Chuck Klosterman's "Sex, Drugs, and Cocoa Puffs," and Nnedi Okorafor's "Binti"

The above image has nothing to do with the post, even obliquely, I just thought it was cool. I love maps. 

Recently, my friends have offered some intriguing suggests as to what I should read next. My friends seem to have highly specialized tastes as none of my local book stores carry any of the three books they suggested*. So, last week, I picked up a copy of Chuck Klosterman's "Sex, Drugs, and Cocoa Puffs." It's a collection of clever essays on pop culture. When he's on, I absolutely love Klosterman's ability to take a single goofy idea and flesh it out into a monster of snark. 

When he's not at the top of his game, he can get a little cringe-worthy. Pop culture criticism, unless it is the finest example of the genre, has an expiration date. What was edgy and provocative looks silly and obtuse in the rear-view mirror, especially when some of it has a whiff of sexism. Remember the Seinfeld episode where Kramer ticked off his produce vendor and Jerry had to guy and buy those weird, exotic foods like mangoes and plantains? Some of it reads like that, or even like an old blog post by a guy like, um, me, only slightly less embarrassing.

What was most intriguing to me was the essay on journalism. The change in tone when Klosterman went from writing about things he'd seen and started in on things he done was easily the highlight of the book. I'd love to read an entire book on subjects Klosterman can write about with that level of authority, but alas, this one wasn't it.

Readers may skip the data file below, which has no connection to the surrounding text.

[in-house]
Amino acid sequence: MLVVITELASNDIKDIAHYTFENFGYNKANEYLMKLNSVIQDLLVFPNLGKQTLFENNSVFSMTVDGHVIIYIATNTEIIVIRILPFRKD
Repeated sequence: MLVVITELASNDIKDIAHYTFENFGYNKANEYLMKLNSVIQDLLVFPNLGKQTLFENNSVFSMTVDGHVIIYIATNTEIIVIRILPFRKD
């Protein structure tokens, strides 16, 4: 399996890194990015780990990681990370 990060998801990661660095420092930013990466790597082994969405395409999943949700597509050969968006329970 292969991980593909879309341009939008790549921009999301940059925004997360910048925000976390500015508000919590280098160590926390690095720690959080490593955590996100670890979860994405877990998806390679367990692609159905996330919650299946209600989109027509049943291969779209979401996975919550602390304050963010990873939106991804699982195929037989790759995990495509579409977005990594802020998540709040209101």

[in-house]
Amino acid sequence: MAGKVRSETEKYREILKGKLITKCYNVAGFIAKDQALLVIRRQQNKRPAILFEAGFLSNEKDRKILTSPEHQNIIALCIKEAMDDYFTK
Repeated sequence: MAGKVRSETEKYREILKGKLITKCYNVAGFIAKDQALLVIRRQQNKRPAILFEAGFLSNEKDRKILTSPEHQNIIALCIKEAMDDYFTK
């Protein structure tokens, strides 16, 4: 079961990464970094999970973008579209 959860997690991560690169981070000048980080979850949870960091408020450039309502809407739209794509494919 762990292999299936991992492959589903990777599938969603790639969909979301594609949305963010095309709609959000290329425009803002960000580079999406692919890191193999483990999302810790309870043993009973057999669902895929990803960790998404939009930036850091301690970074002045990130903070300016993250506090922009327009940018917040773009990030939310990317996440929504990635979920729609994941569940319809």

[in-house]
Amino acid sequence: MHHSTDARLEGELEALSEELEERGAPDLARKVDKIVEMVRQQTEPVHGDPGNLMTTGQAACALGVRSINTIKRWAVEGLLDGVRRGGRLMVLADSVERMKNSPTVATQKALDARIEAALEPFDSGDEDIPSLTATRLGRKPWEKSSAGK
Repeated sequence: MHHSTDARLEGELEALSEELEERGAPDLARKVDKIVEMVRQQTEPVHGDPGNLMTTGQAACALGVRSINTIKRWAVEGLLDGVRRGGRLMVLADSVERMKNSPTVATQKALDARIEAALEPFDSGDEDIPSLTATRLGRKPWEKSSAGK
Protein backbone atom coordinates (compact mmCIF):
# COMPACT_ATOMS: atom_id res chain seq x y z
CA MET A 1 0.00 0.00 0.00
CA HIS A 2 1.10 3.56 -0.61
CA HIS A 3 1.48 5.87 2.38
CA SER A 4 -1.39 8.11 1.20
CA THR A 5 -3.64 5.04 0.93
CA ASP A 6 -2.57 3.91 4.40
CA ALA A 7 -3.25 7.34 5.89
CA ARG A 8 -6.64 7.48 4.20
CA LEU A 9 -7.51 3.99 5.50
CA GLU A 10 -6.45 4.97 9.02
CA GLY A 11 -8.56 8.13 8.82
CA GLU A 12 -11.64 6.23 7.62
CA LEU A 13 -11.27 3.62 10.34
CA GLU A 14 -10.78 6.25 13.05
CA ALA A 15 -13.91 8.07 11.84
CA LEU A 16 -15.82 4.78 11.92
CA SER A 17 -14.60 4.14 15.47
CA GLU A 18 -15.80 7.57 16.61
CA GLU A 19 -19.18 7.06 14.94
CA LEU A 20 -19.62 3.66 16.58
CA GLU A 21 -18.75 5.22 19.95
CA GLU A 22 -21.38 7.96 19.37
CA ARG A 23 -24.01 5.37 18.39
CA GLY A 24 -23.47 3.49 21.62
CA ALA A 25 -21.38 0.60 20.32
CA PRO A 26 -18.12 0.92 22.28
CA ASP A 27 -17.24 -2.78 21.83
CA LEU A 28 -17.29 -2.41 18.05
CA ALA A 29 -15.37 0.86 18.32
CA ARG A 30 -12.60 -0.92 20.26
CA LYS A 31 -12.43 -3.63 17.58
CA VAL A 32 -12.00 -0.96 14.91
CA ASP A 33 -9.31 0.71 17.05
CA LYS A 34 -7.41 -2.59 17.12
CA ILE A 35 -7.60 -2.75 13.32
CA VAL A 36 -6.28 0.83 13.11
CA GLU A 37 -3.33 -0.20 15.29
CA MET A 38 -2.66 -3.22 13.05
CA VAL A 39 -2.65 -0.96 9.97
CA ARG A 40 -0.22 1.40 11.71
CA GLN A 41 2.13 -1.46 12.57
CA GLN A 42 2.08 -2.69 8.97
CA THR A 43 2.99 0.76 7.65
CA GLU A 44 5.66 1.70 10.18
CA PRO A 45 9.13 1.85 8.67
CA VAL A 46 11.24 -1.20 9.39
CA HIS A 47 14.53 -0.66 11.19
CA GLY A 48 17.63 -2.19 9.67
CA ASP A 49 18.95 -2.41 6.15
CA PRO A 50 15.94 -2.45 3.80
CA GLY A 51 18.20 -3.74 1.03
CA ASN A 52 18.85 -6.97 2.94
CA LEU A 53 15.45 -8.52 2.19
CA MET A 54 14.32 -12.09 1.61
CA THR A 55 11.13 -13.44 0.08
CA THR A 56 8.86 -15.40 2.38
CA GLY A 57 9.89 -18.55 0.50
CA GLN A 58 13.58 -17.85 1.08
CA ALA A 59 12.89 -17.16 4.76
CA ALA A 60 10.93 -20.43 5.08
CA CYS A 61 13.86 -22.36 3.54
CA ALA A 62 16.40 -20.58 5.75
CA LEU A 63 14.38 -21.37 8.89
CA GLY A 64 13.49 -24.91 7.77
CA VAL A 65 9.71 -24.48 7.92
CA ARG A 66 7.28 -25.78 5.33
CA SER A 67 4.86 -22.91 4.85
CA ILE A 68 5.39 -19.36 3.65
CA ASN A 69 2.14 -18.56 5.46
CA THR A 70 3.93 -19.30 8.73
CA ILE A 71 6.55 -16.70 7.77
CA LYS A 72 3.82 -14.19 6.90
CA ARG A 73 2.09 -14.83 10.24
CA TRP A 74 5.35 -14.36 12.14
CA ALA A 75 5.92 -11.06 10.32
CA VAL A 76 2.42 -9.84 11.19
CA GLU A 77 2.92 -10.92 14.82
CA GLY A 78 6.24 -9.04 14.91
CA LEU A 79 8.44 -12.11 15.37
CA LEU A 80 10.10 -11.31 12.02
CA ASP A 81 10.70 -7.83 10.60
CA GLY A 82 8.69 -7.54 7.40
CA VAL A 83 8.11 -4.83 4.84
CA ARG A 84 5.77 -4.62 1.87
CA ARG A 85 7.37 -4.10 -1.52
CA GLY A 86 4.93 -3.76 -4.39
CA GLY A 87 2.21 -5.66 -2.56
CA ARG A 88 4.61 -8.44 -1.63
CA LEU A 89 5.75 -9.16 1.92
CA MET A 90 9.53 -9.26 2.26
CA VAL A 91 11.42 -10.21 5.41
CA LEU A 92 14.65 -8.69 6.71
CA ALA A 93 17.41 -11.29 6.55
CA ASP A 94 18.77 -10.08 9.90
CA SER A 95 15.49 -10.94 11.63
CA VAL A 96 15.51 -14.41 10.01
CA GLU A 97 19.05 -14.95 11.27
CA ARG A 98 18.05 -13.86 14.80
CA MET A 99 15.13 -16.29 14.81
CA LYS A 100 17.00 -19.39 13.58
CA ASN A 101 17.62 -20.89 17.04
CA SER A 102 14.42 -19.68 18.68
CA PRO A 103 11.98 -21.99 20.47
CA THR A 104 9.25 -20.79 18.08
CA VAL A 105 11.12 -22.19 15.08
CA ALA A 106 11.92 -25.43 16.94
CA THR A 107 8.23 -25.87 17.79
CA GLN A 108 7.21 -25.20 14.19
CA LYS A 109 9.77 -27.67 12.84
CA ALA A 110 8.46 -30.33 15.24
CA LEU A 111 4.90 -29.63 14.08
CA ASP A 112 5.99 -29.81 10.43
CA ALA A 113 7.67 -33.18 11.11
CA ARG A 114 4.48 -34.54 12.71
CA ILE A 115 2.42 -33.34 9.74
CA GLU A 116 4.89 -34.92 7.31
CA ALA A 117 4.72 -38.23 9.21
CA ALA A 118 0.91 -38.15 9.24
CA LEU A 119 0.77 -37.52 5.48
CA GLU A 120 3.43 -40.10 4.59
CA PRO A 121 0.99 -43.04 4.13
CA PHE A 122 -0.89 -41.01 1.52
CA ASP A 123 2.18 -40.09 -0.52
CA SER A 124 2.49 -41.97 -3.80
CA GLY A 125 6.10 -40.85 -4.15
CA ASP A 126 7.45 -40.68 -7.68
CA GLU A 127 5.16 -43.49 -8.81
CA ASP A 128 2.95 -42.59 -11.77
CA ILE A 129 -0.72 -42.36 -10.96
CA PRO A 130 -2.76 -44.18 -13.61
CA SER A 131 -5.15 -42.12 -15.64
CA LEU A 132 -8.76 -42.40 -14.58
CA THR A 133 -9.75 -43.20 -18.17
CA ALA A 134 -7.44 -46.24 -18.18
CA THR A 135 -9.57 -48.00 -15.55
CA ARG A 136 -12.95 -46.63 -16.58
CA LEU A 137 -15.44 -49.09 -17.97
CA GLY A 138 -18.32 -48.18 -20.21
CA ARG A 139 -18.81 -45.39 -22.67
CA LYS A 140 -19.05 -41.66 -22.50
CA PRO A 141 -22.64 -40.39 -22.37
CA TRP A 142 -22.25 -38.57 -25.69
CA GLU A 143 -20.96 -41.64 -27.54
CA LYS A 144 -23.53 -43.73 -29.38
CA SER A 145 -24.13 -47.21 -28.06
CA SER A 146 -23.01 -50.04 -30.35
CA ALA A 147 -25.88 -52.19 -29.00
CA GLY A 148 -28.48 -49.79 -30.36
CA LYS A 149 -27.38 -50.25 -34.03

I finally found a copy of Nnedi Okorafor's Hugo award winning "Binti" on Tuesday and, an hour later, I was looking forward to the sequel because I'd finished it. I'm a big fan of novellas, but I wish "Binti" had been just a little longer. 

That's about the only complaint I can think of.

Okorafor's a fine storyteller, and if the arc of "Binti" is pretty familiar, it's well-told and the pages fly by. Her prose is tight, her pacing is brisk without being rushed, and the characters have a life of their own. However, what sets this story above other YA space operas is the imaginative, world-building. This is not yet another universe where everyone is a white American painted with a slightly different skin color or given names to suggest a diversity where none really exists.

I love it.  I picked up the sequel today and I expect to tear through it almost as quickly. 


* "Principato" by Tom McHale, George Alec Effinger's "When Gravity Fails," and "Wake Up, Sir!" by Jonathan Ames. McHale is so obscure that I had to buy from an Amazon affiliate in England. I love how easy that is now. BTW, my book-buying method, in case you're interested, is:

1. If the author is no longer with us, I'll start at a local used book store.

2. If the author is still around, or if the book isn't at the used store, I'll go to a local indie bookseller.

3. If all else fails, it's Amazon.